Hydrogels in the form of microscopic soft beads suspended in a liquid form can block solar heat when outside temperatures rise. The main component of the hydrogel is a polymer, which has a low critical solution temperature. This has been developed by researchers from State Key Laboratory of Chemical Engineering, East China, East China University of Science and Technology, Shanghai Institute of Ceramics, College of Chemistryy- Chemical Engineering, UC Berkeley and Shihezi University.
In a solvent, it is insoluble at high temperature but soluble at low temperature. The liquid is sandwiched and sealed between two glass panels, which change the optical appearance between opaque when at a low temperature and transparent at high temperatures. This will help moderate temperature within a house, reducing the need for heating or air conditioning. The material designed by the team is a colloid - a substance in which tiny particles or droplets that don't dissolve are spread throughout a larger volume of some other material. The larger part of the new mix is a blend of water and alcohol. Floating inside are tiny globs of a gel. Each glob is only between 200 and 700nanometersacross. That makes the diameter of the thinnest human hair about 24 to 85 times wider than each glob. The gel contains a heat-sensitive polymer (a chemical made from chain-shaped molecules). It also contains water and glycerol, a type of alcohol. The water and glycerol attach loosely to the polymer. This keeps the gel from dissolving into the larger volume of liquid. This also ensures that the gel globs do not react with each other to form one big lump.
In the gel recipe, the polymer changes shape whenever the temperature rises above 32 degree Celsius (about 90 degree Fahrenheit). At lower temperatures, the polymer's molecules remain long and straight. This allows them to dissolve throughout the gel. Now, lots of light can pass through the gel, making it appear clear. But once the gel's temperature rises above 32 degree Celsius, the polymer molecules coil into small balls. These can not dissolve into the gel. That makes the gel look cloudy. When dispersed throughout the liquid in between the window panes, these globs now block some light.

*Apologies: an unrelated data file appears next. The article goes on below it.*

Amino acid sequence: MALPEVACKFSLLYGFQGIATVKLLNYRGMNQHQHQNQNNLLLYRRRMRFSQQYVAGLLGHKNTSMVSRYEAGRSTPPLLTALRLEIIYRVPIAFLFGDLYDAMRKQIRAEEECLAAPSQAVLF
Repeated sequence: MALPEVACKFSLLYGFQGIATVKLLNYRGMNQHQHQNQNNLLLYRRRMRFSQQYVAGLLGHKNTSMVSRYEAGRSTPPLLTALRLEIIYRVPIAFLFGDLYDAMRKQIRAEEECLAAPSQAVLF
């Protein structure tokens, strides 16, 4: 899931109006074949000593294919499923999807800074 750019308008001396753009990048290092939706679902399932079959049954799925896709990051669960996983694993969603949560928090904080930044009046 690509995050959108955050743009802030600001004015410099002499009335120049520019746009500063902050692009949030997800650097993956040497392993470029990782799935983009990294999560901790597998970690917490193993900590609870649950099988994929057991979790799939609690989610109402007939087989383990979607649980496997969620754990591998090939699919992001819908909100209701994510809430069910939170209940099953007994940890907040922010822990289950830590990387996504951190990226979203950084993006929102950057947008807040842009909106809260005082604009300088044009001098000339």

Under simulation, the new smart window blocked one-fourth, or about 25% of the visible light and infrared energy (heat) emitted by a sun lamp. The smart window reduced the temperature inside that box by 20 degree Celcius-the liquid between the window panes absorbed some of the lamp's energy. But as the polymer-filled globs turned cloudy, more energy was blocked. The globs turn clear again as soon as their polymer molecules uncoil. This occurs when they cool below 32 degree Celcius. When his team added tiny particles of a mineral called vanadium oxide to the polymer, the new smart window blocked 40% of the sun lamp's light.
Another team of scientists from the Nanyang Technological University here have developed a “smart” window which can darken or brighten without the need for an external power source. This unique self-tinting window requires zero electricity to operate and is also a rechargeable battery. The window’s stored energy can be used for other purposes, such as to light up low-powered electronics like a light emitting diode. Currently, the window solutions in the market are either using permanent tinting which cannot brighten at night or are windows that can change its light transmission properties only with an external power source. The “smart” window, however, can be turned into a cool blue tint in bright daylight, cutting light penetration by about half, and then reverts back to clear glass at night or as required. “Our new smart electrochromic window is bi-functional; it is also a transparent battery. It charges up and turns blue when there is oxygen present in the electrolyte – in other words, it breathes,” explained lead researcher professor Sun Xiaowei.
Such an innovative technology can adjust the amount of sunlight coming into buildings in the day which promises significant savings on cooling and lighting costs. The study was published in the journal Nature Communications.